Chinese producer, Li Rui (“The Sword Identity”) says that good films need to explore the connections between religion, souls, and human nature.
In his “Summer of Changsha,” when a detective and a surgeon get together on a murder case, crime solving is not the only thing on their minds. There is love, guilt, and more philosophical questions about redemption, and the afterlife.
A new trailer for the film, which premieres at the Cannes Film Festival in the Un Certain Regard section, appears to show a distraught woman reduced to tears by a gruesome murder. But all may not be as it seems.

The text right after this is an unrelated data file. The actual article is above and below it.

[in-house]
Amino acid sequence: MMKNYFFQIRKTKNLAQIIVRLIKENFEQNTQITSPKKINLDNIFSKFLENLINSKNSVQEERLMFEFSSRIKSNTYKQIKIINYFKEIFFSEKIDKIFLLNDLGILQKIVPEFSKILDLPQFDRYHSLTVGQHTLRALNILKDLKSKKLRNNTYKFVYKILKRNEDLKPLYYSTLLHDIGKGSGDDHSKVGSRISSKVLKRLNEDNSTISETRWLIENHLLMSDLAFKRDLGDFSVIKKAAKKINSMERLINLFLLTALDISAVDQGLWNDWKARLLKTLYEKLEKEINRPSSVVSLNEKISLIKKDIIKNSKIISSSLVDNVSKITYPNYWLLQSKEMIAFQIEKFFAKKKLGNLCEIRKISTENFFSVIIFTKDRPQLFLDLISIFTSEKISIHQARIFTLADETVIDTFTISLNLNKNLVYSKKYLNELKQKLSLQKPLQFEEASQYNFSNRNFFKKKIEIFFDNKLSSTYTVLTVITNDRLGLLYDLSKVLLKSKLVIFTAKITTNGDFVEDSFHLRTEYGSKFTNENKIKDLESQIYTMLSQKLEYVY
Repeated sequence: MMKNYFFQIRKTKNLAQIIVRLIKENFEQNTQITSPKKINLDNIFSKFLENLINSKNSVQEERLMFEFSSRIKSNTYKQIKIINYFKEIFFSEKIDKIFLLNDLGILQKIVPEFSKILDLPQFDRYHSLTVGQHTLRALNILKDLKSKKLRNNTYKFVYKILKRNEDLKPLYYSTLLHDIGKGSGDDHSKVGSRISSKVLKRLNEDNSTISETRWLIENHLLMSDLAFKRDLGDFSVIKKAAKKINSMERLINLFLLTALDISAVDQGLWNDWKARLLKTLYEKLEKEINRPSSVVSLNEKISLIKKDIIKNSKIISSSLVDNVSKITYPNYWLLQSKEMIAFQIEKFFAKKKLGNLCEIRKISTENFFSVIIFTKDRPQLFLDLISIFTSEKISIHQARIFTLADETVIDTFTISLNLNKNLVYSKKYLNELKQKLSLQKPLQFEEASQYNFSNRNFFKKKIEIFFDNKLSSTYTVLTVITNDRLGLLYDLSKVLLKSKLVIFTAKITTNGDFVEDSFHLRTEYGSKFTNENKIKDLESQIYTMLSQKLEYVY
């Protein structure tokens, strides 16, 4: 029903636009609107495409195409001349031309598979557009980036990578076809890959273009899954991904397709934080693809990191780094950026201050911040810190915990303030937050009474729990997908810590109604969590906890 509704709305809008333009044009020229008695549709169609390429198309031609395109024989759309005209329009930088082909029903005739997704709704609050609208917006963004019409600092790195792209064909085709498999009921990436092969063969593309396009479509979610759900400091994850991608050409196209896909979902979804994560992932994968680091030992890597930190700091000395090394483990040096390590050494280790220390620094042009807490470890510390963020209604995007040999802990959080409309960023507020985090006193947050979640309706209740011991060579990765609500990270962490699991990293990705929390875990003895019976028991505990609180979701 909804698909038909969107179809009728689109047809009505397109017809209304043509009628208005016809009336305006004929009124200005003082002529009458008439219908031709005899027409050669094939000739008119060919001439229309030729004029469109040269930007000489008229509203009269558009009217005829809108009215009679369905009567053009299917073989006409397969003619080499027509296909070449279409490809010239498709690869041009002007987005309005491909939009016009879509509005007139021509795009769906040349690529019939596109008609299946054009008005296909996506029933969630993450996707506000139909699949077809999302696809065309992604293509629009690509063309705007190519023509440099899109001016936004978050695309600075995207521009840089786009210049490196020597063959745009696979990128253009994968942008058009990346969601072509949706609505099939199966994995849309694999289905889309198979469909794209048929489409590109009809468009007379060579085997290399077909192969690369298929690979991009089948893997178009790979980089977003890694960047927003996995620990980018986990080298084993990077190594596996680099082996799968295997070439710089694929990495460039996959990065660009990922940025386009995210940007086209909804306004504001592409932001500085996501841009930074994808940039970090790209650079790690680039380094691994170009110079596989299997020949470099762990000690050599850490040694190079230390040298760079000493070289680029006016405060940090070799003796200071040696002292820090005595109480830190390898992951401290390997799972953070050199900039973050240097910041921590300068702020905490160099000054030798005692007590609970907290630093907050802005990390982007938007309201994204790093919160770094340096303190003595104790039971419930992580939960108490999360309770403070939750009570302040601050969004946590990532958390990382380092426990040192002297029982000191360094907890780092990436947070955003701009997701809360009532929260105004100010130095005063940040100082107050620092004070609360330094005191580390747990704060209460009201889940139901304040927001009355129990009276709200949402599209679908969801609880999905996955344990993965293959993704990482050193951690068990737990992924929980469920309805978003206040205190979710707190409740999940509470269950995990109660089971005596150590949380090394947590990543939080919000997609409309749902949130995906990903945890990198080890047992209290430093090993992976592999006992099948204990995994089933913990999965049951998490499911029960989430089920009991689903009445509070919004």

The story of “Changsha” could have taken place anywhere in the world, says actor, performance coach, and first-time feature director Zu Feng. Its questions about the past, future and the ability to live in the present would have remained the same.
The film was indeed shot in the central Chinese city of Changsha, at a time of year when temperatures are scorching. The heat may have helped boil the film down to its essentials.
Cannes audiences (who may know Zu as playing another policeman in Lou Ye’s “Mystery”) can start to find out for themselves from Friday when the film begins its market screenings. Its official festival performances start from Wednesday.